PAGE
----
Paperback Picks

Friends, it’s been a long winter. Treat yourself to a new paperback, ideally from a local bookstore (they’ve had a rough season too), and greet the spring. Here are six that should hold your attention, even if the sun peeks out.

Dirt: Adventures in Lyon as a Chef in Training, Father, and Sleuth Looking for the Secret in French Cooking” by Bill Buford (Knopf, $17, available March 30). As we all dream of traveling again, this might be a good read: The author of “Heat” writes of his adventures working in restaurant kitchens in Lyon. “So much cooking and eating gets done that Buford’s next book, after ‘Heat’ and ‘Dirt,’ in order to preserve the ‘Eat, Pray, Love’ cadence, should probably be titled ‘Gout,’” wrote New York Times reviewer Dwight Garner. “I admire this book enormously; it’s a profound and intuitive work of immersive journalism.”

“Swing Kings: The Inside Story of Baseball’s Home Run Revolution” by Jared Diamond (HarperCollins, $17.99). Every spring paperback roundup should include a baseball book, and this one, by the excellently named Wall Street Journal baseball writer, sounds like a good one: Publishers Weekly called it “a rollicking account of the recent shift in that most joyous and elemental moment in sports: the home run,” and concluded, “This breezy and engaging history will be a hit with baseball aficionados and casual fans alike.”

The Night Watchman” by Louise Erdrich (HarperCollins, $15.99). Winner of numerous 2020 literary honors, this novel is inspired by the author’s grandfather, a night watchman who fought hard to help save his Chippewa tribe from termination by the federal government. “High drama, low comedy, ghost stories, mystical visions, family and tribal lore — wed to a surprising outbreak of enthusiasm for boxing matches — mix with political fervor and a terrifying undercurrent of predation and violence against women,” wrote New York Times reviewer Luis Alberto Urrea. “For 450 pages, we are grateful to be allowed into this world.”

Hidden Valley Road: Inside the Mind of an American Family” by Robert Kolker (Knopf, $14.99). Kolker, a journalist and author of the excellent true-crime account “Lost Girls,” here examines a midcentury American family whose story offers a history of the science of schizophrenia (six of the Galvin family’s 10 sons were diagnosed with it). The book made multiple lists of the “10 ten best of -2020.” “Kolker’s telling of the Galvin trials is at once deeply compassionate and chilling,” wrote Washington Post reviewer Karen Iris Tucker, noting that it ends “as a story of hope.”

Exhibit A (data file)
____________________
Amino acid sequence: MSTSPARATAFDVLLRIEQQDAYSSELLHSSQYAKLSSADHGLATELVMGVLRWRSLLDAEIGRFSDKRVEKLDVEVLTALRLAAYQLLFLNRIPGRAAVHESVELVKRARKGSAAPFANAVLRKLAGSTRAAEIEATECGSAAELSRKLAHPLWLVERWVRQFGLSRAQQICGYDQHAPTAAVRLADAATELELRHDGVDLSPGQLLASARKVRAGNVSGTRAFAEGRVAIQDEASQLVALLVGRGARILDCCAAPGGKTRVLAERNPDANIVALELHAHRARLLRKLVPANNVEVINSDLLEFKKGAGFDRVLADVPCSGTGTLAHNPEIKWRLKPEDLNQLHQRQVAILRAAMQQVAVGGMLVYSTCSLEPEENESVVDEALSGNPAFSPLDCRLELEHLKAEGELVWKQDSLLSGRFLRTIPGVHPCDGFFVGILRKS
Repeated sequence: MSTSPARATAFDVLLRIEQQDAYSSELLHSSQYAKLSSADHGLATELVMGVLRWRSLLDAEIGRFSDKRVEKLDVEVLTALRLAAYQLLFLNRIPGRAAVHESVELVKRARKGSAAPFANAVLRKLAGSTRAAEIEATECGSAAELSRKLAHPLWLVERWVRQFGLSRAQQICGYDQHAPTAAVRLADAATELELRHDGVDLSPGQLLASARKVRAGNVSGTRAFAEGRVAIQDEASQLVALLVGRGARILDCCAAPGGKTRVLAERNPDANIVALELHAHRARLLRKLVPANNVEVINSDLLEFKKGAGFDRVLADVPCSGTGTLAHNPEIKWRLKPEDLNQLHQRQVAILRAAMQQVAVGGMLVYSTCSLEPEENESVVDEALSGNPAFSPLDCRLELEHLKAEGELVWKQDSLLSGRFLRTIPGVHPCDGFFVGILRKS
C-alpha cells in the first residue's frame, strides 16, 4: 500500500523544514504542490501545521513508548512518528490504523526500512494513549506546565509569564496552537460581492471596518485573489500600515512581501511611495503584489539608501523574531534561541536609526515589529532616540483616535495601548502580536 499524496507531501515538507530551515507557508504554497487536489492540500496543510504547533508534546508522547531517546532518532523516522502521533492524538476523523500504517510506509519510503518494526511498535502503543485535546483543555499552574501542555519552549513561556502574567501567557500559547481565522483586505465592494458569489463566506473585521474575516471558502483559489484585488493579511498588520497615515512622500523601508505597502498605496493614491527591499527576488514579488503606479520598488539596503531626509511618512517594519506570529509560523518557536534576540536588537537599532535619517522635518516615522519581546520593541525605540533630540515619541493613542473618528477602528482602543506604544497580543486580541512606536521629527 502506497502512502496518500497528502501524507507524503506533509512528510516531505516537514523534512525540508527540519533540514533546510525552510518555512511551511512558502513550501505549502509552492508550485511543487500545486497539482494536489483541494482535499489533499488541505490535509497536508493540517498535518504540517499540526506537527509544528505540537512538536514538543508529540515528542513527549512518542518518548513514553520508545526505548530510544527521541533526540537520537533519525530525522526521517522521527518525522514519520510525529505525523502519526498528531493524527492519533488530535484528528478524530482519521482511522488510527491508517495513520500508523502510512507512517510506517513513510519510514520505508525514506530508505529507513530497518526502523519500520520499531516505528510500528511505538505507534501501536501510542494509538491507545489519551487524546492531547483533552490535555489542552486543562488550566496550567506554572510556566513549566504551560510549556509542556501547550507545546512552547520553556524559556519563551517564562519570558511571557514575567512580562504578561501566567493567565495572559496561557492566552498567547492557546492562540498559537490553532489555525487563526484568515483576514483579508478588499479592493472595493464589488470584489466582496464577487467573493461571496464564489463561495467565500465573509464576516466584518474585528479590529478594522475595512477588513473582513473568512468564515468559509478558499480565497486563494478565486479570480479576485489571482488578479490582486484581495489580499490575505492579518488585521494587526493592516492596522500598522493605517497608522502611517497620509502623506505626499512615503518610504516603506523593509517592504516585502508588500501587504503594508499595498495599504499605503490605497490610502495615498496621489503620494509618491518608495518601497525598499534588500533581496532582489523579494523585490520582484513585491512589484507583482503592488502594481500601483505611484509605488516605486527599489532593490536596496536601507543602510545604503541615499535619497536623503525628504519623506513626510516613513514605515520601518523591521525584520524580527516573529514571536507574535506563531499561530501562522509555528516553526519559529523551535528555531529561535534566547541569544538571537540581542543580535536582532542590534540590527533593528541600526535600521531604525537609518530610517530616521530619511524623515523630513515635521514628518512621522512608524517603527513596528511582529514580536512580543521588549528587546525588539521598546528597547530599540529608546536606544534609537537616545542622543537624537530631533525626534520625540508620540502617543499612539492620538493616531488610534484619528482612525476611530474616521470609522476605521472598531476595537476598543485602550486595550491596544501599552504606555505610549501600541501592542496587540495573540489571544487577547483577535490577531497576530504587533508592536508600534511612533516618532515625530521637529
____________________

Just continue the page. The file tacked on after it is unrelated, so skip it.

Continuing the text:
Three Brothers: Memories of My Family” by Yan Lianke, translated by Carlos Rojas (Grove Atlantic, $16). The author of “The Day the Sun Died” and winner of the Franz Kafka Prize writes about the experiences of members of his family as they struggled with poverty during the Chinese Cultural Revolution. “Throughout the book, Yan depicts his provincial relatives with enormous heart and respect, acknowledging their sacrifices in a dark yet poignant meditation on grief and death,” wrote a Kirkus reviewer, calling the book “a memoir steeped in metaphor and ultimately tremendously moving.”

Where the Crawdads Sing” by Delia Owens (Penguin, $14.99, available March 30). Owens’ 2018 tale of a mysterious murder and a young woman who lives in a North Carolina marsh became a publishing sensation, selling more than 7 million copies worldwide. It’s now finally out in paperback. “Surprise bestsellers are often works that chime with the times,” wrote Mark Lawson in The Guardian, noting that the book, though set in the past, “is, in its treatment of racial and social division and the fragile complexities of nature, obviously relevant to contemporary politics and ecology. But these themes will reach a huge audience though the writer’s old-fashioned talents for compelling character, plotting and landscape description.”